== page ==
He walked down the steps and stared at the red bike leaning against the wrought iron fence. The sight of her bike bought back a flood of memories but also raised new questions—frightening questions.
Sam was his wife. They were still in college and living in his parents’ brownstone when she disappeared. The police suspected he had something to do with her disappearance but released him after hours of questioning checking his alibi.
It had taken him years to get past her disappearance, and in many ways, he never did. When his parents died, he could have sold the house, but he felt connected as if he couldn’t leave. Years later, as people continued to wonder what happened to Samantha, he chose not to discuss it. She was gone.
He debated what to do. The bike was hers. He recognized the bike chain covered in pink fabric and the scratch on the fender, which happened when she took a turn too fast and fell. He needed to think about what his next move was. Until he decided, he rolled the bike to the backyard, hiding it in the shed where he stored junk.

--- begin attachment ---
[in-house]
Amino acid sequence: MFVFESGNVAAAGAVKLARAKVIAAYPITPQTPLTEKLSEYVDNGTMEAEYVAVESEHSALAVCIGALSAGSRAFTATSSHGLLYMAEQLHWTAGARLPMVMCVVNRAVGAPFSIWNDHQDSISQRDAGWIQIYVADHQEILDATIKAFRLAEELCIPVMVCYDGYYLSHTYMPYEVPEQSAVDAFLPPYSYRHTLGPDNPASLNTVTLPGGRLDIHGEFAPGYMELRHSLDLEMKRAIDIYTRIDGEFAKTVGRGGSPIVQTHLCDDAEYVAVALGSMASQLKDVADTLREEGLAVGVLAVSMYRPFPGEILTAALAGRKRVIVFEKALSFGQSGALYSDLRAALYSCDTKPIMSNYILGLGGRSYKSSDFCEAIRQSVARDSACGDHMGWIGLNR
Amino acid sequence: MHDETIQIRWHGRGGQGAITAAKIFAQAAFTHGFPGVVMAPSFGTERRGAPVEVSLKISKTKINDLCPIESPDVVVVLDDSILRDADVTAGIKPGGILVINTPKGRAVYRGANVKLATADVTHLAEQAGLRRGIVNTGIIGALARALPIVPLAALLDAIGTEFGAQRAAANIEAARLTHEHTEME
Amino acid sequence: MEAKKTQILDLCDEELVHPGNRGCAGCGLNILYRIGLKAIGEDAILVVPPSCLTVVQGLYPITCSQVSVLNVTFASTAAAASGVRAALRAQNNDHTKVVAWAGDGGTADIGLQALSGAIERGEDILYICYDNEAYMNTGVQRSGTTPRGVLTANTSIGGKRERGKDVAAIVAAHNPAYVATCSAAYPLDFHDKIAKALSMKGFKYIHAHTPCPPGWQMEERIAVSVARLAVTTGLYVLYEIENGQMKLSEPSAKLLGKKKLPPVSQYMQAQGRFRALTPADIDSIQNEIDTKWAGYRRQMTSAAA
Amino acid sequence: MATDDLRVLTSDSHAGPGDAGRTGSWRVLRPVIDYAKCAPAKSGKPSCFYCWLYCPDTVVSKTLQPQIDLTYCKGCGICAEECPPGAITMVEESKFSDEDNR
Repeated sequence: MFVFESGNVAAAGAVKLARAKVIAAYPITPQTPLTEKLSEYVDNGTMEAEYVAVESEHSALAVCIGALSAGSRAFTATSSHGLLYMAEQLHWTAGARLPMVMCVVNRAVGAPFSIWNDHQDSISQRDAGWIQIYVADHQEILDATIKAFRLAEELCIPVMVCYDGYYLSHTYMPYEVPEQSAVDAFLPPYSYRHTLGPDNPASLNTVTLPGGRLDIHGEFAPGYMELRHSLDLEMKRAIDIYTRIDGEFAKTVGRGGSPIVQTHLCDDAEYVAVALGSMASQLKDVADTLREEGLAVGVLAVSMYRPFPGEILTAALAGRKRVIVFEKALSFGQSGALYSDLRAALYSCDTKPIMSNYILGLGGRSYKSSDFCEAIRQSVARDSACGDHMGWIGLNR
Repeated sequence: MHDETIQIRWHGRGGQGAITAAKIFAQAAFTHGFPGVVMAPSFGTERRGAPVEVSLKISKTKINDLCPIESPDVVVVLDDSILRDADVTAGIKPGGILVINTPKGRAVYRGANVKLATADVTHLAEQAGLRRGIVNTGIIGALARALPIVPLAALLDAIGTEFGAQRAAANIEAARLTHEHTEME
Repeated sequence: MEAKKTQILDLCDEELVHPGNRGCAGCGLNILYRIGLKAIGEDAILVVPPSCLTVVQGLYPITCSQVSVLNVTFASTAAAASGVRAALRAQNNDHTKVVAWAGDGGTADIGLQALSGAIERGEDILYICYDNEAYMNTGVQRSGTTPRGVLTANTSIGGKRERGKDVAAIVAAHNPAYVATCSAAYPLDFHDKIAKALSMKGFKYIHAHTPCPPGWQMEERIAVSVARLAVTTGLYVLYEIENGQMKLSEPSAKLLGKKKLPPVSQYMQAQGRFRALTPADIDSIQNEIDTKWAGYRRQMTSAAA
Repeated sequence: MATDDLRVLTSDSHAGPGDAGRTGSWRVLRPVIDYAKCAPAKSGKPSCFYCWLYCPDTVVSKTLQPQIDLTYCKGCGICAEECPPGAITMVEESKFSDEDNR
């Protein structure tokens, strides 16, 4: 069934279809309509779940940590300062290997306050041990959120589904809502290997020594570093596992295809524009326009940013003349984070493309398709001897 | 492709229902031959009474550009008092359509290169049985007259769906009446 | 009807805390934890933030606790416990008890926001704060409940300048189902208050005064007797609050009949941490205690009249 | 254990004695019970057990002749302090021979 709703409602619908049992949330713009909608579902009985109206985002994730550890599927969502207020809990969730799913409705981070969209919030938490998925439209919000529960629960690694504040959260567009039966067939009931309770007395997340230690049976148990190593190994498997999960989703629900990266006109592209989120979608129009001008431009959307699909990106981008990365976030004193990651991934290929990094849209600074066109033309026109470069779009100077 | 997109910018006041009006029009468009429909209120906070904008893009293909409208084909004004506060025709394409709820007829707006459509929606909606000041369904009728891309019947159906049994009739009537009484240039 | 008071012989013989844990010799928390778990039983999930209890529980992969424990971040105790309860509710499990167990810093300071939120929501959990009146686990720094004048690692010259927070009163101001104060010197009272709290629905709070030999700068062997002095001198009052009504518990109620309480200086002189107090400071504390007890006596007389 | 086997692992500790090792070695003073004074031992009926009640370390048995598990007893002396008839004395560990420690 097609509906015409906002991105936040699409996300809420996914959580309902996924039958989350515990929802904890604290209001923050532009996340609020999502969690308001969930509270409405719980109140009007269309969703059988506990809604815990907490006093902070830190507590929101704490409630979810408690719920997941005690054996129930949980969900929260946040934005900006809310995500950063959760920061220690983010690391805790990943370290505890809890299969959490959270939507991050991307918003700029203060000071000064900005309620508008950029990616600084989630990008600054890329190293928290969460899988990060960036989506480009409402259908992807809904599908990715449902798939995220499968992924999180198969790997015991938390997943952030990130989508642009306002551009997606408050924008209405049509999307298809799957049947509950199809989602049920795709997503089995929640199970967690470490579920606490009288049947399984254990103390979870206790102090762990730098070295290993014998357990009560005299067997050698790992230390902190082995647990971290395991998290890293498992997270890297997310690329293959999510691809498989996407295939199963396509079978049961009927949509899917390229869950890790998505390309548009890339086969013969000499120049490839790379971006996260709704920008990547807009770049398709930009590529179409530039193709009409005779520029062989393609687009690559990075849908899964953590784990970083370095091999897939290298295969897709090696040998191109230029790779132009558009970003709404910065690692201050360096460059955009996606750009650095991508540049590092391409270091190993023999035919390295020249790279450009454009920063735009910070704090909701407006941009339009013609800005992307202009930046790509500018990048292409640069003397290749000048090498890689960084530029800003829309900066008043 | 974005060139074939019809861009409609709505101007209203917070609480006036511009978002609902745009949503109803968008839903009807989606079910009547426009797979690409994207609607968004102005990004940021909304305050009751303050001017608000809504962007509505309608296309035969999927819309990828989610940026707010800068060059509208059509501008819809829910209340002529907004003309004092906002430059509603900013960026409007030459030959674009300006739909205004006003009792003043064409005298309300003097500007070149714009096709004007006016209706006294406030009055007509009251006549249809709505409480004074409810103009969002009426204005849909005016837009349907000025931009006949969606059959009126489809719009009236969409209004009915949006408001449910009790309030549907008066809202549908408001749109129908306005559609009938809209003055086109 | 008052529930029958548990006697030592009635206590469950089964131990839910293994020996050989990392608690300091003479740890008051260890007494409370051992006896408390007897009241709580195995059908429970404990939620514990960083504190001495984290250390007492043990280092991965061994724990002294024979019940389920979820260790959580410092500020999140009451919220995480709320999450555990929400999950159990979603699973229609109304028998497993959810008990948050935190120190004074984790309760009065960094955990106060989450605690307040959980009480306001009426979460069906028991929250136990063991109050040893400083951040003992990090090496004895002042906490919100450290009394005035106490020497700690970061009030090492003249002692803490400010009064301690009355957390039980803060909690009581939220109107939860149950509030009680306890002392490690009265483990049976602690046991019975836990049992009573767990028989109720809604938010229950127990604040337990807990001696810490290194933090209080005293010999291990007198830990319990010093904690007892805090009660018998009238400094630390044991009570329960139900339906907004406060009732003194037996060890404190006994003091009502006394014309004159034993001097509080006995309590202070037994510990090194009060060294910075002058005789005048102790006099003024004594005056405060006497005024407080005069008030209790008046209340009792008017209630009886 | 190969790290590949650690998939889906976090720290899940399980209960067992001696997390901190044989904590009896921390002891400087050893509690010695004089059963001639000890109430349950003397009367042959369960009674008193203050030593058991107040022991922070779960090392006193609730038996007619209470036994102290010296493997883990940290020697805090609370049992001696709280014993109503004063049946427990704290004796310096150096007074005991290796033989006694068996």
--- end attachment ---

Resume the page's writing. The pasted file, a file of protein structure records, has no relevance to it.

As he backed out of the drive, heading to work, fear crept over him. He never expected to see the bike again. It wasn’t possible, but it was back, and a cold shiver crept over him. The bike had returned.
That night as he lay in bed, unable to sleep, images of Samantha as he last saw her swirled in his memories. Trying to fight the fear, he froze when he heard a noise outside the bedroom window. He rose slowly and walked to the window pulling back the drapes. He stifled a scream and nearly passed out as he saw who was staring back at him—Samantha, wearing the same yellow cotton dress she wore that day, the bike beside her.
Sam smiled and motioned for him to come to her. His legs were wooden, he tried to resist, but she was drawing him to her. The air was cool, and he shivered as he stood in front of her.
“Raymond, I’m home,” she whispered. She wrapped her arms around him and kissed him. “I was hoping you were still here. But then you couldn’t leave the scene of the crime, could you?
“How are you here?”
“Ahh—that is the question, isn’t it? How could I be here? I’m dead. It took me a while to find my way back, but I did. And now, you are going to pay for killing me.”
“Samantha, it was an accident. I didn’t mean to hit you that hard.”
“No, it wasn’t. You were jealous. You thought I was cheating on you. I wasn’t.”
“Don’t lie to me. You were.”
Her beautiful face became skeletal, and as her bony mouth opened, Raymond screamed.
An early morning jogger found Raymond’s body on the sidewalk at the foot of the steps. The bike was gone.